During speech therapy, you'll learn how to strengthen the connection between your brain and mouth. These might include tongue and mouth exercises, reading out loud or word retrieval tasks/games.

Speech therapists can also prescribe and help you work with augmentative communication devices, such as simple communication boards and computerized communication devices.

"Communication goes beyond just verbal means. During speech therapy, your therapist will work with you to restore your language abilities, but also train in other ways of communication such as: gestures, writing or the use of a communication board," says Crits.

Thinking and communicating

Communicating requires a significant amount of thinking. Language comprehension problems can make it difficult to understand what others are saying, leading to problems such as trouble following directions and difficulty following conversations.

Your cognitive skills are also a key part of going about your daily routine. Memory, attention, organization and problem-solving skills help you complete important tasks from grocery shopping to paying bills to being productive at work.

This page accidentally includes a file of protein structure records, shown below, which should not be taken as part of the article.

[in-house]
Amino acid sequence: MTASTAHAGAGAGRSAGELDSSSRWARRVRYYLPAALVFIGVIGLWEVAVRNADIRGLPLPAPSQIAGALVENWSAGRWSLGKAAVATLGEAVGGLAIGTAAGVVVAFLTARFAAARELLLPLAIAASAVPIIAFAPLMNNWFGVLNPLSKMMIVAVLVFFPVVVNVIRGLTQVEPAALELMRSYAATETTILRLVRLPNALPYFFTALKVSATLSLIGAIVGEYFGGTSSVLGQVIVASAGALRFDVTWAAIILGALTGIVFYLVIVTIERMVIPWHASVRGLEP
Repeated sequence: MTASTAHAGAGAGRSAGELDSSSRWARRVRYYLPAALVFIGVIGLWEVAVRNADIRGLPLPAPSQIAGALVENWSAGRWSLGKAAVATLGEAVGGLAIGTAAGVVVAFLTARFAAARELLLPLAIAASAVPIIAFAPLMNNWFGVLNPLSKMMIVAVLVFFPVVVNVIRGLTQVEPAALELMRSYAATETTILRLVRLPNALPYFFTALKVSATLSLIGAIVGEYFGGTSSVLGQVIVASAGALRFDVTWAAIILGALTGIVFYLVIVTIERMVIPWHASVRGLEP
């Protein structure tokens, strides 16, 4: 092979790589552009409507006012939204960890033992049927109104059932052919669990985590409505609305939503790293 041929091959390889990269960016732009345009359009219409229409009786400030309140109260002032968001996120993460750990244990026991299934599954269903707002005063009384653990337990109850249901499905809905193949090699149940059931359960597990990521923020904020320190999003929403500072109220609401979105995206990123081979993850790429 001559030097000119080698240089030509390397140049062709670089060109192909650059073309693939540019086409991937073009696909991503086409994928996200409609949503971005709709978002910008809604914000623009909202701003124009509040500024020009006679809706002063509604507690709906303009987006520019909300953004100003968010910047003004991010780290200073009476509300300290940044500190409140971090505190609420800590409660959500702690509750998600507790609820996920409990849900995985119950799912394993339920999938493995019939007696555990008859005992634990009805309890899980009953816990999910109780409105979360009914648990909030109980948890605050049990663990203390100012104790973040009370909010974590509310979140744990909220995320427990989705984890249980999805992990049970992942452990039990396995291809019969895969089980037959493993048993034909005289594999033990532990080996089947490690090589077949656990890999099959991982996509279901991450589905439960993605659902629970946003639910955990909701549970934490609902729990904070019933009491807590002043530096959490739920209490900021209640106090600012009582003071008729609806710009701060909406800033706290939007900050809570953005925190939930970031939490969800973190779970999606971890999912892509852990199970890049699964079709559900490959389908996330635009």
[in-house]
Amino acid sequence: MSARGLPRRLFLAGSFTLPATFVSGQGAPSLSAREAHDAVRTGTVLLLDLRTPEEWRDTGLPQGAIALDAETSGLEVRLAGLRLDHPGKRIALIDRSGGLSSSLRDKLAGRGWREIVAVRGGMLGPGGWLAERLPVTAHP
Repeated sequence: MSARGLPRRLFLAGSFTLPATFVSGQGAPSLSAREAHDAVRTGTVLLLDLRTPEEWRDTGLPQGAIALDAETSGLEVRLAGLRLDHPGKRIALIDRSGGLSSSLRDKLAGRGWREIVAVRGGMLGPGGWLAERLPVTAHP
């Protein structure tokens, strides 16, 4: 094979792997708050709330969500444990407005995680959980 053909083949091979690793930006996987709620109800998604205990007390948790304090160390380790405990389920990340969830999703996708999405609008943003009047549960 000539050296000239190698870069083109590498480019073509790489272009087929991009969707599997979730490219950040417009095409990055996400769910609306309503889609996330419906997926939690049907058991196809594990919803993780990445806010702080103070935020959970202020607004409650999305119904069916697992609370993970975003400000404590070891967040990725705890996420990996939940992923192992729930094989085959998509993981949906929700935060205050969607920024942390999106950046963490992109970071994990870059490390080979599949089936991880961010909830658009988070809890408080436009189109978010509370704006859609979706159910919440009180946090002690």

Problems with your thinking and communication can be a result of:

  • Receptive language disorders, which are when you have trouble processing or interpreting what others are communicating.
  • Cognitive-communication disorders, which are when the part of your brain that controls thinking is damaged.

Speech therapists can work with you to improve your ability to understand the words and gestures of others as well as comprehend reading materials. They can also help you improve your organization, memory and problem-solving. Approaches to building these skills include